Your best advice is to go net zero through geothermal heating
As part of the fight against climate change, scientists and many governments are calling for a serious reduction in worldwide carbon emissions. The goal is to reduce emissions while undertaking activities (like planting trees and using solar power) that can offset the carbon emissions that cannot currently be stopped or reduced even further. This concept is referred to as being “Net Zero”--the carbon emissions that impact our climate are completely offset by a combination of emission reduction and replacing carbon-emitting sources such as fossil fuels with clean, renewable sources.
The Canadian government, along with over 120 other countries has committed to a Net Zero economy by the year 2050. The first part of this plan involves reducing carbon emissions by 40-45% by 2030. Nationally, this program focuses on large carbon emitters such as manufacturing. But this goal cannot be achieved without efforts to achieve Net Zero status in homes and small businesses.
Is a Geothermal system right for your home?
Achieving Net Zero at home
There are a variety of ways an existing home can improve its carbon footprint. Additional insulation, monitoring water usage, and installing more energy-efficient appliances all add up. But in reality, 40 percent of a home’s carbon emissions come from its heating and cooling system. To make the largest single change to a home’s carbon footprint, and the best way to reach something approaching Net Zero, homeowners should consider replacing older, less efficient HVAC systems. The replacement options vary and can include heating and cooling systems based on geo-exchange.
Geoexchange systems use geothermal energy
Traditional HVAC systems burned fuel oil for heating, and electricity to cool. Using natural gas is a slightly more efficient and less “dirty” source of heat, but these systems still rely entirely on electricity for cooling. Geothermal systems, either Air Source or Ground Source do not use any gas or fuel oil and can use less electricity than other HVAC systems. Depending on the Geothermal type in use and seasonal climate where installed, these systems can lead to significantly lower operating costs as well.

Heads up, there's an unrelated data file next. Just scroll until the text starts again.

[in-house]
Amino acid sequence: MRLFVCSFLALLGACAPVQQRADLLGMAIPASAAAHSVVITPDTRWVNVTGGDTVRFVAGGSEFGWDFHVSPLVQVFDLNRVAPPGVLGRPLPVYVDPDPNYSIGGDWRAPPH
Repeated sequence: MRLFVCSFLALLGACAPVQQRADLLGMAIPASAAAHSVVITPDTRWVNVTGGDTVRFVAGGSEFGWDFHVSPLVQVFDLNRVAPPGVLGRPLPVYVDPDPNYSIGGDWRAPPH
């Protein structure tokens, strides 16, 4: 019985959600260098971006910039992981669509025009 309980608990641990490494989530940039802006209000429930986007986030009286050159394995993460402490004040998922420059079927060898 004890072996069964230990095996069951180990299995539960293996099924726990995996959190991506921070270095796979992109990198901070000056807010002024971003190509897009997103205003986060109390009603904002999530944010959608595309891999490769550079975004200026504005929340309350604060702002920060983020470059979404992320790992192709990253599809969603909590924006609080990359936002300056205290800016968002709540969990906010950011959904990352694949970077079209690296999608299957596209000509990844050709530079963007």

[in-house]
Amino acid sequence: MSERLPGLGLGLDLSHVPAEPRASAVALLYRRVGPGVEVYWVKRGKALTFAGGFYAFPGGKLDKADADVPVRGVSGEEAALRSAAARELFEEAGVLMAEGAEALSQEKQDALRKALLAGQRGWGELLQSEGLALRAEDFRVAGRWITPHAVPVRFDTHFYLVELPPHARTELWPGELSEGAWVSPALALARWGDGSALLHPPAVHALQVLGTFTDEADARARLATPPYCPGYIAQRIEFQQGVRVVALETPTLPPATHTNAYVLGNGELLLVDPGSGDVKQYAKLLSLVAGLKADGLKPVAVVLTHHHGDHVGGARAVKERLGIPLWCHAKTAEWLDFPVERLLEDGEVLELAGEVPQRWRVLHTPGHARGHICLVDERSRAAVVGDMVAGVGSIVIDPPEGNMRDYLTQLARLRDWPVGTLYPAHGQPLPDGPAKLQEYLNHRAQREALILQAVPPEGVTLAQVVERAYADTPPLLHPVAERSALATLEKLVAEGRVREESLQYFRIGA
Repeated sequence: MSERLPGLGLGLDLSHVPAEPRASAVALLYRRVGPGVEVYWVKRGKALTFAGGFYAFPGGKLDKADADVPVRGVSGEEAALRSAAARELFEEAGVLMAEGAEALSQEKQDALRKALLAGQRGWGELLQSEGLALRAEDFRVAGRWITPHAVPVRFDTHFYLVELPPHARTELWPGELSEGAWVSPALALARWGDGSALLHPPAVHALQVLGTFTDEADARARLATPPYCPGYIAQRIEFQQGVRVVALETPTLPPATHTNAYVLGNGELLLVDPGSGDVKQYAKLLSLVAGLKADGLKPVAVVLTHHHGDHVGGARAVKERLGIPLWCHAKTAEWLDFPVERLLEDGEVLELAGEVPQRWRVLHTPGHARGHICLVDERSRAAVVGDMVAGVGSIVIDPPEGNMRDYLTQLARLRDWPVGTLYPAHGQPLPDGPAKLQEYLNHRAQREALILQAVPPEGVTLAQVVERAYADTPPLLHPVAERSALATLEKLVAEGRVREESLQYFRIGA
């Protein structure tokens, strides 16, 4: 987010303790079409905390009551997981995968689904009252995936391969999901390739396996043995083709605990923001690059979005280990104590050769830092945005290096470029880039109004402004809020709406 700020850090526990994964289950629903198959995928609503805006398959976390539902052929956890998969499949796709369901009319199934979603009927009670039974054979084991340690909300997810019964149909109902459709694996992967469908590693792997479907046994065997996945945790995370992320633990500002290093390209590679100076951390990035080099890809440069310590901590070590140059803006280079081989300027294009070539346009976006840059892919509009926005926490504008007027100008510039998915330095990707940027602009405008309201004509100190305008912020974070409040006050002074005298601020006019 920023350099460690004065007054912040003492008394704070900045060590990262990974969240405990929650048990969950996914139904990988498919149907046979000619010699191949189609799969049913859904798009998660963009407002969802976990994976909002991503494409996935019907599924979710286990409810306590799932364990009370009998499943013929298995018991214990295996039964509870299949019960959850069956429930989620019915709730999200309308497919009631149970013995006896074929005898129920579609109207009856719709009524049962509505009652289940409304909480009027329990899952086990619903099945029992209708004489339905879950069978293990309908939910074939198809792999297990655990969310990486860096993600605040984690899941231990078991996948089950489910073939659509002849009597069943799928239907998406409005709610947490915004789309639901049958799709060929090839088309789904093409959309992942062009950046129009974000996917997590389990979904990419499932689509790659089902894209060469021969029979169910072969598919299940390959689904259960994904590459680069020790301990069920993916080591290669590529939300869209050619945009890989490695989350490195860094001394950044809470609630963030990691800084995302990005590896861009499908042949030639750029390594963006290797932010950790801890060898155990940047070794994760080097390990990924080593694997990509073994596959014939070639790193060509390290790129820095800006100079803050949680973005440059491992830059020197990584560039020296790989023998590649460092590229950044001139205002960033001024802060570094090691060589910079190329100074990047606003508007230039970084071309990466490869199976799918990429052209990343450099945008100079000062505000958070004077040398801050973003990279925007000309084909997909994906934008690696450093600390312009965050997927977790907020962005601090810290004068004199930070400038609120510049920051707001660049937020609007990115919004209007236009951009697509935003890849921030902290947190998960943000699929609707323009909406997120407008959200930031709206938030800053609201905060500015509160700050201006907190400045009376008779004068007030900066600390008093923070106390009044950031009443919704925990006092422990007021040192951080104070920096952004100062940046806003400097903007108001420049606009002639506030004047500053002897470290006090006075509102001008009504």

Storing and retrieving energy from the earth
Geoexchange heating and cooling, utilizing a Ground Source system, transfers heat into the ground from a home or business in the summer, and pulls that energy back into the building in the winter to reduce heating costs. Ground source systems use piping buried underground, or in a nearby pond or lake to make the exchange. This process does not require fuel oil or natural gas, and depending on conditions uses less electricity than traditional systems. This is where this type of system can dramatically reduce that 40% of carbon emissions, bringing the home or business much closer to Net Zero status.
Whether to use a Ground Source or Air Source Heat Pump may depend on where the system is to be installed. A Ground Source system, with its buried piping, may not be suitable for some areas but can be installed straight down, reducing the amount of real estate necessary. An Air Source Heat Pump uses the air around the installation to exchange heating energy and may be less effective depending on the local climate.
We can help you get closer to obtaining Net Zero status and apply for incentive programs too. Envirotech Geothermal proudly serves the Lakeland, Calgary, and Edmonton, Alberta regions including Canmore and Rockyview helping homeowners and builders to discover the benefits and features of geothermal heating and cooling. Contact us today to learn how you can save up to 70% on your heating and cooling bills by utilizing geothermal heating and cooling in your home. Call us at 780.220.0842 or request a Geothermal Consultation for more information.